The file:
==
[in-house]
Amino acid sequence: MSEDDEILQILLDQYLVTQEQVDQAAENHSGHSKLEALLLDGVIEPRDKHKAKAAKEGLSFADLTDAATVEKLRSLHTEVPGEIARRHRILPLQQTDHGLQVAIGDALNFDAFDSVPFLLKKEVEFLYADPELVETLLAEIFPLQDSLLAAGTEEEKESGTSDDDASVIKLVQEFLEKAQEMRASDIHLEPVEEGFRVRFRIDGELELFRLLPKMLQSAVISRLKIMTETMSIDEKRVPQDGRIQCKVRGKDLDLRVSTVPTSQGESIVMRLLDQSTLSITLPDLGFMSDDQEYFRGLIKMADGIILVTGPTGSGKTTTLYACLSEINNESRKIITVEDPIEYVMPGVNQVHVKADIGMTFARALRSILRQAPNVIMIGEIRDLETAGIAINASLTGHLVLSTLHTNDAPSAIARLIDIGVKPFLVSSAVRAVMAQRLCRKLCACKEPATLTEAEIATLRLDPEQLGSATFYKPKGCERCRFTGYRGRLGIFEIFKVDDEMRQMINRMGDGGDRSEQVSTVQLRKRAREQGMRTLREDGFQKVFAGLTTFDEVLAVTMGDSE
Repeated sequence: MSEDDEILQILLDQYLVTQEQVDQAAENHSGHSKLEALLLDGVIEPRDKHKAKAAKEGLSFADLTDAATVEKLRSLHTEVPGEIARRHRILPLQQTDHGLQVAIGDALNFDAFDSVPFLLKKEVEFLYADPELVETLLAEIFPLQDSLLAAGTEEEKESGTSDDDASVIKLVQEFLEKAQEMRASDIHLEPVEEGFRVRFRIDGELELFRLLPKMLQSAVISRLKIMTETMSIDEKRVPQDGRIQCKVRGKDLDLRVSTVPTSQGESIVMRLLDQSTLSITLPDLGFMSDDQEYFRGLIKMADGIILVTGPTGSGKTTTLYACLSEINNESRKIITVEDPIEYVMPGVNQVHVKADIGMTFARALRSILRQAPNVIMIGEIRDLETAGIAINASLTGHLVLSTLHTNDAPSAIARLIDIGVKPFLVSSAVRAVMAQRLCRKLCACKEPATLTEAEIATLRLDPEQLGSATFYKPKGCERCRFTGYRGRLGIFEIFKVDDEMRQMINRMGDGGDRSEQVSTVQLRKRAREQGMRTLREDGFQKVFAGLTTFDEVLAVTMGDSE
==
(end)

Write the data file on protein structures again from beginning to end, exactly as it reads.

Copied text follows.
[in-house]
Amino acid sequence: MSEDDEILQILLDQYLVTQEQVDQAAENHSGHSKLEALLLDGVIEPRDKHKAKAAKEGLSFADLTDAATVEKLRSLHTEVPGEIARRHRILPLQQTDHGLQVAIGDALNFDAFDSVPFLLKKEVEFLYADPELVETLLAEIFPLQDSLLAAGTEEEKESGTSDDDASVIKLVQEFLEKAQEMRASDIHLEPVEEGFRVRFRIDGELELFRLLPKMLQSAVISRLKIMTETMSIDEKRVPQDGRIQCKVRGKDLDLRVSTVPTSQGESIVMRLLDQSTLSITLPDLGFMSDDQEYFRGLIKMADGIILVTGPTGSGKTTTLYACLSEINNESRKIITVEDPIEYVMPGVNQVHVKADIGMTFARALRSILRQAPNVIMIGEIRDLETAGIAINASLTGHLVLSTLHTNDAPSAIARLIDIGVKPFLVSSAVRAVMAQRLCRKLCACKEPATLTEAEIATLRLDPEQLGSATFYKPKGCERCRFTGYRGRLGIFEIFKVDDEMRQMINRMGDGGDRSEQVSTVQLRKRAREQGMRTLREDGFQKVFAGLTTFDEVLAVTMGDSE
Repeated sequence: MSEDDEILQILLDQYLVTQEQVDQAAENHSGHSKLEALLLDGVIEPRDKHKAKAAKEGLSFADLTDAATVEKLRSLHTEVPGEIARRHRILPLQQTDHGLQVAIGDALNFDAFDSVPFLLKKEVEFLYADPELVETLLAEIFPLQDSLLAAGTEEEKESGTSDDDASVIKLVQEFLEKAQEMRASDIHLEPVEEGFRVRFRIDGELELFRLLPKMLQSAVISRLKIMTETMSIDEKRVPQDGRIQCKVRGKDLDLRVSTVPTSQGESIVMRLLDQSTLSITLPDLGFMSDDQEYFRGLIKMADGIILVTGPTGSGKTTTLYACLSEINNESRKIITVEDPIEYVMPGVNQVHVKADIGMTFARALRSILRQAPNVIMIGEIRDLETAGIAINASLTGHLVLSTLHTNDAPSAIARLIDIGVKPFLVSSAVRAVMAQRLCRKLCACKEPATLTEAEIATLRLDPEQLGSATFYKPKGCERCRFTGYRGRLGIFEIFKVDDEMRQMINRMGDGGDRSEQVSTVQLRKRAREQGMRTLREDGFQKVFAGLTTFDEVLAVTMGDSE